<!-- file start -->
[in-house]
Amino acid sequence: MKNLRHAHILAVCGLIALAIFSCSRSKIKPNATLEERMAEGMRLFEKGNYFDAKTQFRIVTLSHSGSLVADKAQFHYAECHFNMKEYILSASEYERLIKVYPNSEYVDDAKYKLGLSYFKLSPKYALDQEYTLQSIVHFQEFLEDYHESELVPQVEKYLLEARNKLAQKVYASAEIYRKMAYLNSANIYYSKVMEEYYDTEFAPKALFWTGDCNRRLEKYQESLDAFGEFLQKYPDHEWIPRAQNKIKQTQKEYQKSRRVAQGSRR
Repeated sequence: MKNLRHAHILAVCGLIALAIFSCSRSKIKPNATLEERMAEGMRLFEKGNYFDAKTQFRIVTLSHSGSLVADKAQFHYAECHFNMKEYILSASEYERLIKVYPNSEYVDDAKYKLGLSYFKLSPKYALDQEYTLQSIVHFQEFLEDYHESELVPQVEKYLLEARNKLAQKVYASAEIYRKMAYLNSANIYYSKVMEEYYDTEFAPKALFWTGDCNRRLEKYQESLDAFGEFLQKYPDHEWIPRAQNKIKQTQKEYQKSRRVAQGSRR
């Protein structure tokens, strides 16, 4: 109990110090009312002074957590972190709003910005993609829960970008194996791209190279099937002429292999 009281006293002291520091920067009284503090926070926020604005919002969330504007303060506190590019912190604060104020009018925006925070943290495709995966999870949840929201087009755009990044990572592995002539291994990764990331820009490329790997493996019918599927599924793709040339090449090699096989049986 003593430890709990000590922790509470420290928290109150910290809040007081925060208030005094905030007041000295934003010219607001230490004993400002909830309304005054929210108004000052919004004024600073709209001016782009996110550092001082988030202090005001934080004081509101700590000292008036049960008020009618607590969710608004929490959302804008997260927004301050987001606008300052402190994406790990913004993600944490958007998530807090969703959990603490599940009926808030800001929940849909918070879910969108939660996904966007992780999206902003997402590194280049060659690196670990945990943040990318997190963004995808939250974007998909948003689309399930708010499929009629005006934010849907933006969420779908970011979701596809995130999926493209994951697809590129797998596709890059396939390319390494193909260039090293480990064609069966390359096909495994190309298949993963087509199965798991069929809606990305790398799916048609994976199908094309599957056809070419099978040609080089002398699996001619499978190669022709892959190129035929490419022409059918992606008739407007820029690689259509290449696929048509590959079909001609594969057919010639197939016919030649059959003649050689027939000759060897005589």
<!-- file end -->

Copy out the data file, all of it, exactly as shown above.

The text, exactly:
[in-house]
Amino acid sequence: MKNLRHAHILAVCGLIALAIFSCSRSKIKPNATLEERMAEGMRLFEKGNYFDAKTQFRIVTLSHSGSLVADKAQFHYAECHFNMKEYILSASEYERLIKVYPNSEYVDDAKYKLGLSYFKLSPKYALDQEYTLQSIVHFQEFLEDYHESELVPQVEKYLLEARNKLAQKVYASAEIYRKMAYLNSANIYYSKVMEEYYDTEFAPKALFWTGDCNRRLEKYQESLDAFGEFLQKYPDHEWIPRAQNKIKQTQKEYQKSRRVAQGSRR
Repeated sequence: MKNLRHAHILAVCGLIALAIFSCSRSKIKPNATLEERMAEGMRLFEKGNYFDAKTQFRIVTLSHSGSLVADKAQFHYAECHFNMKEYILSASEYERLIKVYPNSEYVDDAKYKLGLSYFKLSPKYALDQEYTLQSIVHFQEFLEDYHESELVPQVEKYLLEARNKLAQKVYASAEIYRKMAYLNSANIYYSKVMEEYYDTEFAPKALFWTGDCNRRLEKYQESLDAFGEFLQKYPDHEWIPRAQNKIKQTQKEYQKSRRVAQGSRR
């Protein structure tokens, strides 16, 4: 109990110090009312002074957590972190709003910005993609829960970008194996791209190279099937002429292999 009281006293002291520091920067009284503090926070926020604005919002969330504007303060506190590019912190604060104020009018925006925070943290495709995966999870949840929201087009755009990044990572592995002539291994990764990331820009490329790997493996019918599927599924793709040339090449090699096989049986 003593430890709990000590922790509470420290928290109150910290809040007081925060208030005094905030007041000295934003010219607001230490004993400002909830309304005054929210108004000052919004004024600073709209001016782009996110550092001082988030202090005001934080004081509101700590000292008036049960008020009618607590969710608004929490959302804008997260927004301050987001606008300052402190994406790990913004993600944490958007998530807090969703959990603490599940009926808030800001929940849909918070879910969108939660996904966007992780999206902003997402590194280049060659690196670990945990943040990318997190963004995808939250974007998909948003689309399930708010499929009629005006934010849907933006969420779908970011979701596809995130999926493209994951697809590129797998596709890059396939390319390494193909260039090293480990064609069966390359096909495994190309298949993963087509199965798991069929809606990305790398799916048609994976199908094309599957056809070419099978040609080089002398699996001619499978190669022709892959190129035929490419022409059918992606008739407007820029690689259509290449696929048509590959079909001609594969057919010639197939016919030649059959003649050689027939000759060897005589």